One Fell swoop: who’ll be next?
IT might just be scurrilous rumour, but talk has it that someone spiked a For Sale’’ sign into the manicured lawns of Gordon Fell’s Point Piper mansion recently.
Fell bought the Sydney mansion for $ 29 million in August, in the days when Allco shares were trading well above $ 8, compared with the abysmal 45c mark of recent days.
Fell, a former boss at Ord Minnett and founder of the Rubicon Group, was the recipient of an additional 11 million Allco shares late last year.
Once worth $ 66.5 million, the portfolio would today fetch around $ 5 million.
Fell told The Australian late last month that things weren’t so dire as to force the sale of his threestorey Sydney waterfront.
It’s actually my wife’s house and it’s not for sale,’’ he said at the time.
Urban myth or not, the top end of the residential market is no longer immune to a price correction.
Although untouched by rising interest rates, the stock market rout combined with an outbreak of margin calls could mark the beginning of distressed sales at the top end.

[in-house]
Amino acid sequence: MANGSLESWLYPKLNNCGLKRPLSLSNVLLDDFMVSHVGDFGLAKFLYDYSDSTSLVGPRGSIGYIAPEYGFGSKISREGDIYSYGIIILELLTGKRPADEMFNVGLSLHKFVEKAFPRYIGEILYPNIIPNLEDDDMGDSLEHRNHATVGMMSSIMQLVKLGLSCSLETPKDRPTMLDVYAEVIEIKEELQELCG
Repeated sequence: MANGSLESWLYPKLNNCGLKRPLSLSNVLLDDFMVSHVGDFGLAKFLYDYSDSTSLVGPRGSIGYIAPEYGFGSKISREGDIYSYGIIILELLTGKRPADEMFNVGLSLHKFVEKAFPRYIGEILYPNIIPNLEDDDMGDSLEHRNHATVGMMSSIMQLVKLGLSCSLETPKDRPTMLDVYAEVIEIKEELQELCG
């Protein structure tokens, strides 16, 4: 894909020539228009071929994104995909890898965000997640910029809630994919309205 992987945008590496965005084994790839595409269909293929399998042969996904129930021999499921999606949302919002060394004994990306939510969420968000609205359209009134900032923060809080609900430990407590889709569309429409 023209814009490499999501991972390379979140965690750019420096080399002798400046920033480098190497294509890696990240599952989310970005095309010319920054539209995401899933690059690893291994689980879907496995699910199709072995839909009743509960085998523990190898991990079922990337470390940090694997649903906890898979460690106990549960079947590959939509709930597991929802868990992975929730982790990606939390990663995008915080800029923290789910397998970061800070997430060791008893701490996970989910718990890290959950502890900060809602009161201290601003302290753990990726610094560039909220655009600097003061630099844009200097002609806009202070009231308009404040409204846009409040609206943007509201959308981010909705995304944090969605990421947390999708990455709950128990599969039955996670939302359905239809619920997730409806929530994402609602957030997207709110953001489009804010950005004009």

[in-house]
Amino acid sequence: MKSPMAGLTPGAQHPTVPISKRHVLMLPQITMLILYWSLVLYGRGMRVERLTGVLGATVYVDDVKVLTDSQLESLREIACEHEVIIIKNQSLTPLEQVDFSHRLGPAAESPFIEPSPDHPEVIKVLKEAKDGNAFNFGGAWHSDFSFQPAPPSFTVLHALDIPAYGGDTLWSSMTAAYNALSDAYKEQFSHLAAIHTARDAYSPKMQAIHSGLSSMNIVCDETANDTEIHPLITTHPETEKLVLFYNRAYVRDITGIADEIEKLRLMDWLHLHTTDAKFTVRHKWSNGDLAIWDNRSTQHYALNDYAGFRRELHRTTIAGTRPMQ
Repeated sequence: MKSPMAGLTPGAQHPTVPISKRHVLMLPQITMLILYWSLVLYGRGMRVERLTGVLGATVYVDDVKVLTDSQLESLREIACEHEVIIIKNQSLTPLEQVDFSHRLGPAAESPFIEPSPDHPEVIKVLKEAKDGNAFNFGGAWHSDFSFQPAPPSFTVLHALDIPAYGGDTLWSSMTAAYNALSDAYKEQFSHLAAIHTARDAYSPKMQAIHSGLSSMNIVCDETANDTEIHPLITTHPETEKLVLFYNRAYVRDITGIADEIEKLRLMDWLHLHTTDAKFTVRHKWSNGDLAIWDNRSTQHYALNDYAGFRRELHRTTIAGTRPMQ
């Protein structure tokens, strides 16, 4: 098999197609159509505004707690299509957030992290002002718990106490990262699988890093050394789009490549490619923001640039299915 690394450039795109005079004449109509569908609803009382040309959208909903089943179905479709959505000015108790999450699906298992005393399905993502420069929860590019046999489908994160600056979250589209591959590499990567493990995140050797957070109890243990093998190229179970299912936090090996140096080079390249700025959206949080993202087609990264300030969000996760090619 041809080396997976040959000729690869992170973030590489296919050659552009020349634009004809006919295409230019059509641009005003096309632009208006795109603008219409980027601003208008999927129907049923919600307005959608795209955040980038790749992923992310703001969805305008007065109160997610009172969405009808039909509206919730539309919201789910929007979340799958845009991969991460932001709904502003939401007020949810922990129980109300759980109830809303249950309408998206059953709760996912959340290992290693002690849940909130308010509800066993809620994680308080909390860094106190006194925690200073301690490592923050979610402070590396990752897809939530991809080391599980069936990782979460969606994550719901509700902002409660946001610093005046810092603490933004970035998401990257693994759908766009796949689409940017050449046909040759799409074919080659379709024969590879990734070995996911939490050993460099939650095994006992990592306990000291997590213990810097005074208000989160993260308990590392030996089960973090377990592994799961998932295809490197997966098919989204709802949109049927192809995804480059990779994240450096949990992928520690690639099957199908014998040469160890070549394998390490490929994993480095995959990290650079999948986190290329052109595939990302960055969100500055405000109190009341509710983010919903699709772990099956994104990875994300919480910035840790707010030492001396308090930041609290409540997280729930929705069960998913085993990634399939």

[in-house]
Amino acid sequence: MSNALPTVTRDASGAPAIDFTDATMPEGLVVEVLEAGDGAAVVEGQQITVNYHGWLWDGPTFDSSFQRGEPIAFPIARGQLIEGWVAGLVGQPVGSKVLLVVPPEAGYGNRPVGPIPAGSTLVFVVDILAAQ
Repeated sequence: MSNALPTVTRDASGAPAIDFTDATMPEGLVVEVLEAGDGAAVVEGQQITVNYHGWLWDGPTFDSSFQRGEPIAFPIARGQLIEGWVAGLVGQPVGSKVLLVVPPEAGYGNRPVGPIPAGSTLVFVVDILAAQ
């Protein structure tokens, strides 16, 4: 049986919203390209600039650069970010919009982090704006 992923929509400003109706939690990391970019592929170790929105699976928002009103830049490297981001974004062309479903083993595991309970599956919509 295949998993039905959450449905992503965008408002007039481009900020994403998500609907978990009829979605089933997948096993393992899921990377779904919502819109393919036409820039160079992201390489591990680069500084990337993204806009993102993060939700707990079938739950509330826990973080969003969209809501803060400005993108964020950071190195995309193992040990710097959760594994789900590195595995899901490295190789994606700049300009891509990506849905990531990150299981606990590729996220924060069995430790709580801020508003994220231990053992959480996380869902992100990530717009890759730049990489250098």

Buyers’ agents say they still can’t get enough mansions for the wealthy, but logic would tell you some people are hurting, having borrowed against shares that are now underwater.
Former Sydney Swans footballer and founder of tourism group BreakFree, Tony Smith, has put two multi- million- dollar Sydney beachfront properties on the market as he tries to recoup losses from the share price collapse of financial services company MFS.
Smith has listed two adjoining properties overlooking Tamarama Beach ( nicknamed Glamourama) in Sydney’s eastern suburbs, which he bought last year for a total of $ 11.3 million.
Smith, who sold his BreakFree resort management business to the now- crippled MFS in 2005 in return for MFS shares, has also stopped work on his $ 70 million Gold Coast mansion.
MFS shares went the same way as Allco — down — and are currently suspended.
Rumours on the Gold Coast say Smith sold the partly built home on a five- block mega- site on Hedges Avenue, Mermaid Beach, for more than $ 32 million after spending six years and $ 27 million putting the parcel together. Smith has denied the sale. Prices in the mansion belts of Sydney, Melbourne, Brisbane and the Gold Coast skyrocketed in recent years, with many top- end areas turning in 20 per cent price growth.
But nothing goes up forever, and if there is one forced sale, there are probably more.